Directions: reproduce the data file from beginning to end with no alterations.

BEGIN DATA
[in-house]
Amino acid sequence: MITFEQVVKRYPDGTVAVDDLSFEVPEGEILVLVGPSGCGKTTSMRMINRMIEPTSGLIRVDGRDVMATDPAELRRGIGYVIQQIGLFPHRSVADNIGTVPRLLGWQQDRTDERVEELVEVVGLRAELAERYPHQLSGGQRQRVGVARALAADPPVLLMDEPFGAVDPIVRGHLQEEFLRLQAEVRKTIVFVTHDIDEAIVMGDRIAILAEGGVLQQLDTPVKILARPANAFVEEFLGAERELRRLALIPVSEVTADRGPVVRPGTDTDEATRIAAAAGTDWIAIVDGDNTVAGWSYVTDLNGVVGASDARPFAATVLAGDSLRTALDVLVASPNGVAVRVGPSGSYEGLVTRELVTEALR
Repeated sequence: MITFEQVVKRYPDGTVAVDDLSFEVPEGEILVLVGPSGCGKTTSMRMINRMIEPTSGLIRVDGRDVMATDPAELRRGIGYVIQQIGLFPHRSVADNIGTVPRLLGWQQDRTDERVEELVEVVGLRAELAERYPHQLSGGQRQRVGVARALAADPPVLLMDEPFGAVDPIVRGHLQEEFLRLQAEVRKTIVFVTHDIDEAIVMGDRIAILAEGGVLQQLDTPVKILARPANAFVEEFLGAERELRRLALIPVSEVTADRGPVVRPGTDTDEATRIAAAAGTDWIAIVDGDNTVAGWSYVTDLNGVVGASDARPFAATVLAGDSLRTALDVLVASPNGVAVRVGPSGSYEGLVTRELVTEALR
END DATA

[in-house]
Amino acid sequence: MITFEQVVKRYPDGTVAVDDLSFEVPEGEILVLVGPSGCGKTTSMRMINRMIEPTSGLIRVDGRDVMATDPAELRRGIGYVIQQIGLFPHRSVADNIGTVPRLLGWQQDRTDERVEELVEVVGLRAELAERYPHQLSGGQRQRVGVARALAADPPVLLMDEPFGAVDPIVRGHLQEEFLRLQAEVRKTIVFVTHDIDEAIVMGDRIAILAEGGVLQQLDTPVKILARPANAFVEEFLGAERELRRLALIPVSEVTADRGPVVRPGTDTDEATRIAAAAGTDWIAIVDGDNTVAGWSYVTDLNGVVGASDARPFAATVLAGDSLRTALDVLVASPNGVAVRVGPSGSYEGLVTRELVTEALR
Repeated sequence: MITFEQVVKRYPDGTVAVDDLSFEVPEGEILVLVGPSGCGKTTSMRMINRMIEPTSGLIRVDGRDVMATDPAELRRGIGYVIQQIGLFPHRSVADNIGTVPRLLGWQQDRTDERVEELVEVVGLRAELAERYPHQLSGGQRQRVGVARALAADPPVLLMDEPFGAVDPIVRGHLQEEFLRLQAEVRKTIVFVTHDIDEAIVMGDRIAILAEGGVLQQLDTPVKILARPANAFVEEFLGAERELRRLALIPVSEVTADRGPVVRPGTDTDEATRIAAAAGTDWIAIVDGDNTVAGWSYVTDLNGVVGASDARPFAATVLAGDSLRTALDVLVASPNGVAVRVGPSGSYEGLVTRELVTEALR